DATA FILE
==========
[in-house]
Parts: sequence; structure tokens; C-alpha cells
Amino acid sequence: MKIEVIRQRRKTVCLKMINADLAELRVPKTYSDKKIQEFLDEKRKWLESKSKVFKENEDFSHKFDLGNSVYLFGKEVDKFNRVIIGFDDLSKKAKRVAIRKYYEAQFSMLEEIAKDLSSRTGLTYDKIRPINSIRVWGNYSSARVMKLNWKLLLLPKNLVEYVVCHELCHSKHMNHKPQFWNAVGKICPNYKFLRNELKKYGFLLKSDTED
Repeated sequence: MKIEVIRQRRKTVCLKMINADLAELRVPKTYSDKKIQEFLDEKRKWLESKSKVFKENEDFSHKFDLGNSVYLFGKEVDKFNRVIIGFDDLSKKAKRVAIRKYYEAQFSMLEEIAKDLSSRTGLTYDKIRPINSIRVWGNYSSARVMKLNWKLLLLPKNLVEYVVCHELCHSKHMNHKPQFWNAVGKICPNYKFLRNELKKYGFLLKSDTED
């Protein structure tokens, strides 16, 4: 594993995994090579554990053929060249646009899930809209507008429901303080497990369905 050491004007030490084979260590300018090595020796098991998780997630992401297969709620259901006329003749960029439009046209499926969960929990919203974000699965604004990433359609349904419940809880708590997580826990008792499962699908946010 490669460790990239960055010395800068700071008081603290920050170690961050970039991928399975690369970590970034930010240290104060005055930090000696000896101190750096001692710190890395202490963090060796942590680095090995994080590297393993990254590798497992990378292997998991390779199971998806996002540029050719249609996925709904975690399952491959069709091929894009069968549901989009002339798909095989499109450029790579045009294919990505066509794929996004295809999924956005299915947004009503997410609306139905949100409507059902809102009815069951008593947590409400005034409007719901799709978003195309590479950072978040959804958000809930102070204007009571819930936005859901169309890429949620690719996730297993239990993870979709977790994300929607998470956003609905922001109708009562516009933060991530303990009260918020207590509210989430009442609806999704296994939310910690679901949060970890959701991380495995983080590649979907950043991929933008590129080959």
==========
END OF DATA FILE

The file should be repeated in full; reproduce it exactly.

[in-house]
Parts: sequence; structure tokens; C-alpha cells
Amino acid sequence: MKIEVIRQRRKTVCLKMINADLAELRVPKTYSDKKIQEFLDEKRKWLESKSKVFKENEDFSHKFDLGNSVYLFGKEVDKFNRVIIGFDDLSKKAKRVAIRKYYEAQFSMLEEIAKDLSSRTGLTYDKIRPINSIRVWGNYSSARVMKLNWKLLLLPKNLVEYVVCHELCHSKHMNHKPQFWNAVGKICPNYKFLRNELKKYGFLLKSDTED
Repeated sequence: MKIEVIRQRRKTVCLKMINADLAELRVPKTYSDKKIQEFLDEKRKWLESKSKVFKENEDFSHKFDLGNSVYLFGKEVDKFNRVIIGFDDLSKKAKRVAIRKYYEAQFSMLEEIAKDLSSRTGLTYDKIRPINSIRVWGNYSSARVMKLNWKLLLLPKNLVEYVVCHELCHSKHMNHKPQFWNAVGKICPNYKFLRNELKKYGFLLKSDTED
């Protein structure tokens, strides 16, 4: 594993995994090579554990053929060249646009899930809209507008429901303080497990369905 050491004007030490084979260590300018090595020796098991998780997630992401297969709620259901006329003749960029439009046209499926969960929990919203974000699965604004990433359609349904419940809880708590997580826990008792499962699908946010 490669460790990239960055010395800068700071008081603290920050170690961050970039991928399975690369970590970034930010240290104060005055930090000696000896101190750096001692710190890395202490963090060796942590680095090995994080590297393993990254590798497992990378292997998991390779199971998806996002540029050719249609996925709904975690399952491959069709091929894009069968549901989009002339798909095989499109450029790579045009294919990505066509794929996004295809999924956005299915947004009503997410609306139905949100409507059902809102009815069951008593947590409400005034409007719901799709978003195309590479950072978040959804958000809930102070204007009571819930936005859901169309890429949620690719996730297993239990993870979709977790994300929607998470956003609905922001109708009562516009933060991530303990009260918020207590509210989430009442609806999704296994939310910690679901949060970890959701991380495995983080590649979907950043991929933008590129080959």